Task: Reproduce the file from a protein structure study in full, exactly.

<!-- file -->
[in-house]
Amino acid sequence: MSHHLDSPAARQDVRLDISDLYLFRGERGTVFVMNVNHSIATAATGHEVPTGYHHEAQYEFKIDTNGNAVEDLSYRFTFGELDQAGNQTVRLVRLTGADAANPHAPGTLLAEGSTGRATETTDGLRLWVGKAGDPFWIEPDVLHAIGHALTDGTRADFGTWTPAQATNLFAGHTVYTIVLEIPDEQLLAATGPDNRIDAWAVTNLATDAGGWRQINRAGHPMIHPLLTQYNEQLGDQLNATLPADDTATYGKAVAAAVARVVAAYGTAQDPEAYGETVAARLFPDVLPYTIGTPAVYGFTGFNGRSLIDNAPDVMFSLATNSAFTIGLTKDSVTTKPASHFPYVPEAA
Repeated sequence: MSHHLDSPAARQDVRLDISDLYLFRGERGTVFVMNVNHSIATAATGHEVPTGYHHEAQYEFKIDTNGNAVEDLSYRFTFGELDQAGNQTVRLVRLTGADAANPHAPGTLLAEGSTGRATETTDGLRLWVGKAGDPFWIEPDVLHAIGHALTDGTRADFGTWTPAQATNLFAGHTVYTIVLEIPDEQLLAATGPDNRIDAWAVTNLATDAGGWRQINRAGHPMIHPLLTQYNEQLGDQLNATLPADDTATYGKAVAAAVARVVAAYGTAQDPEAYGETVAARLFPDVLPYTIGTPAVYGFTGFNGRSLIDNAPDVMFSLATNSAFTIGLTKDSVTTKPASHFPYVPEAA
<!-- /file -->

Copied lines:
[in-house]
Amino acid sequence: MSHHLDSPAARQDVRLDISDLYLFRGERGTVFVMNVNHSIATAATGHEVPTGYHHEAQYEFKIDTNGNAVEDLSYRFTFGELDQAGNQTVRLVRLTGADAANPHAPGTLLAEGSTGRATETTDGLRLWVGKAGDPFWIEPDVLHAIGHALTDGTRADFGTWTPAQATNLFAGHTVYTIVLEIPDEQLLAATGPDNRIDAWAVTNLATDAGGWRQINRAGHPMIHPLLTQYNEQLGDQLNATLPADDTATYGKAVAAAVARVVAAYGTAQDPEAYGETVAARLFPDVLPYTIGTPAVYGFTGFNGRSLIDNAPDVMFSLATNSAFTIGLTKDSVTTKPASHFPYVPEAA
Repeated sequence: MSHHLDSPAARQDVRLDISDLYLFRGERGTVFVMNVNHSIATAATGHEVPTGYHHEAQYEFKIDTNGNAVEDLSYRFTFGELDQAGNQTVRLVRLTGADAANPHAPGTLLAEGSTGRATETTDGLRLWVGKAGDPFWIEPDVLHAIGHALTDGTRADFGTWTPAQATNLFAGHTVYTIVLEIPDEQLLAATGPDNRIDAWAVTNLATDAGGWRQINRAGHPMIHPLLTQYNEQLGDQLNATLPADDTATYGKAVAAAVARVVAAYGTAQDPEAYGETVAARLFPDVLPYTIGTPAVYGFTGFNGRSLIDNAPDVMFSLATNSAFTIGLTKDSVTTKPASHFPYVPEAA